Make no mistake. The only rational approach is to use the free enterprise market to solve the problem. We have nothing to lose. The use of investment or savings accounts relies on the building block of the country, free enterprise, as opposed to the heavy-handed taxation mentality endorsed by the Democrats/liberals. If for some reason personal accounts don’t work, we have time to fix the problem, and we can always fall back on (Heaven forbid) the liberals plan to tax us even more and make us more dependent on the state. However, in my discussions with numerous citizens, most Americans I’ve talked to do not want Wall Street involved in Social Security in any capacity, so the solution should eliminate that possibility.
Let us not forget that back in the days when Roosevelt initially proposed Social Security, people barely skimped by on a few dollars, and the liberal consensus was that the only way older people could be prevented from winding up in the poor house when they were too old to work was to forcibly take away some of their earnings for a rainy day. Today, the average worker makes much more money, and should be smart enough to invest a portion of their earnings in some mechanism that will provide for their old age. This is a necessity even with Social Security. No one can live on an average $985 per month (that won’t even pay some people’s property tax), so in its current form, Social Security only provides for a small percentage of the needs of the elderly.
What is most amazing is that a number of newspaper columnists have suggested that the main reason Democrats fear privatization of Social Security is in the event that a bountiful harvest of monies is realized from the venture, it may tilt the political windmill and drive many fence sitters into becoming diehard Republicans.
As I was researching material for this chapter, I could not believe the number of negative articles and newspaper columns I reviewed rejecting the principles of free enterprise proposed for Social Security with classic leftist rhetoric. I was amazed at the inane arguments used by some of these writers to destroy the idea of personal accounts. One suggested that if the money were invested in government treasury bonds, then it would simply mean that the government would be up to its old tricks of “Robbing Peter to pay Paul,” and they would need to eventually pay that bill, but that’s not the case. What trickery! No one has even vaguely suggested that idea. The money would be invested in the free market, in the stock market, or in commercial savings accounts, so the government wouldn’t be footing the bill for the interest, and instead be making money from the investment. How do these leftists think they have achieved their station in life, by principles of communism? With all of its nuances and negative press, let us not forget that you achieved your lifestyle by applying good ol’ fashioned American capitalism.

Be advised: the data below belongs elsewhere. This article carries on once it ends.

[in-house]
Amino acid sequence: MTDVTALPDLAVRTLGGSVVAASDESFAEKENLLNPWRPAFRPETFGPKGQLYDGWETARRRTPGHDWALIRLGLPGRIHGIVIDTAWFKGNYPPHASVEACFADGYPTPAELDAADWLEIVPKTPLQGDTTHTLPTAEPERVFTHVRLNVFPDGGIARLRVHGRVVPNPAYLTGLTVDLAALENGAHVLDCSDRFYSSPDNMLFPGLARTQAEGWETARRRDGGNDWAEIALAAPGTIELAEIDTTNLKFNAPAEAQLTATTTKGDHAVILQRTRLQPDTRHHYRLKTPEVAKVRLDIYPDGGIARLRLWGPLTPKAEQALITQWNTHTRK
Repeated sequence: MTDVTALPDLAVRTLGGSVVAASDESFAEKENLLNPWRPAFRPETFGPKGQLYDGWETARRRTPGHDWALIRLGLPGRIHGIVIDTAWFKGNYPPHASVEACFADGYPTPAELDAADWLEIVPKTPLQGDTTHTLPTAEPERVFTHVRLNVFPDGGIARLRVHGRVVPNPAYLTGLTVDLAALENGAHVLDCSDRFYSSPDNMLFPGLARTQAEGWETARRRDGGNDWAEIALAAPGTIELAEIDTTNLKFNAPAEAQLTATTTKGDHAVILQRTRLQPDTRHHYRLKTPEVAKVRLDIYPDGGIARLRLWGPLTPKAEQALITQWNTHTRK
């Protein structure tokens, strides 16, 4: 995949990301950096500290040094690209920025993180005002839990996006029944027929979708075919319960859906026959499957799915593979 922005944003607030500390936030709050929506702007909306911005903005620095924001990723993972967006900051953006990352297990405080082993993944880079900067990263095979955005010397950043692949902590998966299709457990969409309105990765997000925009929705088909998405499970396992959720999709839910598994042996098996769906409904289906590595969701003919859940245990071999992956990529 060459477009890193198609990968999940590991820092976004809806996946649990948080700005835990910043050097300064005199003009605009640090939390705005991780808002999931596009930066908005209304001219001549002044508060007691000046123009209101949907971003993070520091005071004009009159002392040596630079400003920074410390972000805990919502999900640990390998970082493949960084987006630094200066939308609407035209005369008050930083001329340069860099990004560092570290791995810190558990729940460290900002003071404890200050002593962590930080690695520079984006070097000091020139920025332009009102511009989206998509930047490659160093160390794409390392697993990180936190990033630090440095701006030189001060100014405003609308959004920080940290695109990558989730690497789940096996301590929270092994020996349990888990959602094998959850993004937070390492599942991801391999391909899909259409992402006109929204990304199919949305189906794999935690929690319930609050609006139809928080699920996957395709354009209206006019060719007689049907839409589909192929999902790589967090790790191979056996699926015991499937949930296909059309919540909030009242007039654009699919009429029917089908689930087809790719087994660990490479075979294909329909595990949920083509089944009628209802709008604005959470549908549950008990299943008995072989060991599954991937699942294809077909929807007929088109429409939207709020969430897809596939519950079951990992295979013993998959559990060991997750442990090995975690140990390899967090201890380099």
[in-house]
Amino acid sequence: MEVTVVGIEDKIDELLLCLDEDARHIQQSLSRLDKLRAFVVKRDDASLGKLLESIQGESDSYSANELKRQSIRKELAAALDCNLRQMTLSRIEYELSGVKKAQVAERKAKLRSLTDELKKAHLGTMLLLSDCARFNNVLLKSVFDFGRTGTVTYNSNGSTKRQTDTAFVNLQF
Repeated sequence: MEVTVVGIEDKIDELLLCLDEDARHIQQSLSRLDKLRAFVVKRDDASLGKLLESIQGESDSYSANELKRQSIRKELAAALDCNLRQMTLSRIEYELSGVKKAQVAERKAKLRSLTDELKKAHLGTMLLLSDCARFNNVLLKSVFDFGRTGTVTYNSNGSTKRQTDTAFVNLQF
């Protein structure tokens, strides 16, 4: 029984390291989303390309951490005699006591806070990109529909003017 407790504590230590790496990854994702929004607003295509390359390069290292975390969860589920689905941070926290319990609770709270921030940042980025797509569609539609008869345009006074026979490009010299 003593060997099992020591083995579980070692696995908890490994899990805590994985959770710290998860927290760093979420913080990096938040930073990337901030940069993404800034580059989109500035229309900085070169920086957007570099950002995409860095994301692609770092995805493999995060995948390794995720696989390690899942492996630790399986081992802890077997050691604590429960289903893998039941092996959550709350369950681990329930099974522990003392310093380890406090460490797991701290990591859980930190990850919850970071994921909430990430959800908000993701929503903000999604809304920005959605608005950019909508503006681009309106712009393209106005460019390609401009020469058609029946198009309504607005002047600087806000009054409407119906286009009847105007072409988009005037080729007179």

One nationally syndicated writer, Paul Krugman, writes about a column a day in the New York Times and other major media outlets touting the dangers of privatizing Social Security. After reading his daily columns, you might think privatization means the apocalypse is imminent. I wonder if his real fear is that privatization may make American more money destroying his leftist, socialist concepts. The stupidity of all of these naysayer arguments is that all of the proposals are based on citizen’s participation on a voluntary basis. So wherein is the problem? Here we have the classic argument of the left telling me what I can do with my own money.
The issue is hotly debated on various television and news shows normally with one advocate from the right and one advocate from the left presenting their opinions. When the right states that current proposals will make privatized accounts optional, the left counters with the statement that Social Security is sacrosanct – it is one of the few successful government programs - that is, even if you want to opt for privatized accounts, the left doesn’t want you to have the ability to exercise your freedom of choice. I am sick and tired of people trying to tell me how to run my life
One of the greatest advantages of this utilization of the principles of capitalism via a form of personal accounts is that enormous amounts of money will be available to build America, that were previously deposited in the Federal bottomless pit, providing a massive shot in the arm for the American economy.
Reality dictates that because Social Security is such a complex problem cutting across every fabric of society, this issue will be supported and denounced by groups representing children, baby boomers and senior citizens, who are represented by the American Association for Retired People (AARP). Therefore, since the country has 10, 20 or 30 years to find a fix, it is unlikely that the magic elixir will be found for at least 5 or 10 years, so we need not hold our breath in the meantime. As long as you can return to this article (which is updated daily), and the issue raises its ugly head prior to the next state or Federal elections, you will have this handy-dandy summary to evaluate the various approaches so you can decide for yourself.
If I was a wise American, I would assume that based on past government performance, there will be less money available to me when I retire than the government predicts, regardless of what innovative techniques are employed to rescue Social Security. Aside from Social Security, I would immediately investigate 401K plans and other investment tools and revise my household budget to make sure I have adequate money for my retirement.
The bottom line of the nasty dialog between the Republicans and Democrats is a fundamental fact. Let’s assume for the moment that Social Security was abolished. What would you do with the $4,000 average taxpayer contribution that is currently extorted from your paycheck? Would you deposit it in an account where it gains no interest? No of course not. Well that’s how the government treats your Social Security money. Even if the money is invested in simple bank accounts at 3% per annum, the average taxpayer will be able to retire on about $1,500 or $2,000 per month instead of the $1,000 people live on now. Why would any sane individual contest that basic logic?
The clincher of all of this rhetoric is that raising its ugly head is the potential funding problems for Medicaid are a much more severe problem than Social Security will ever be.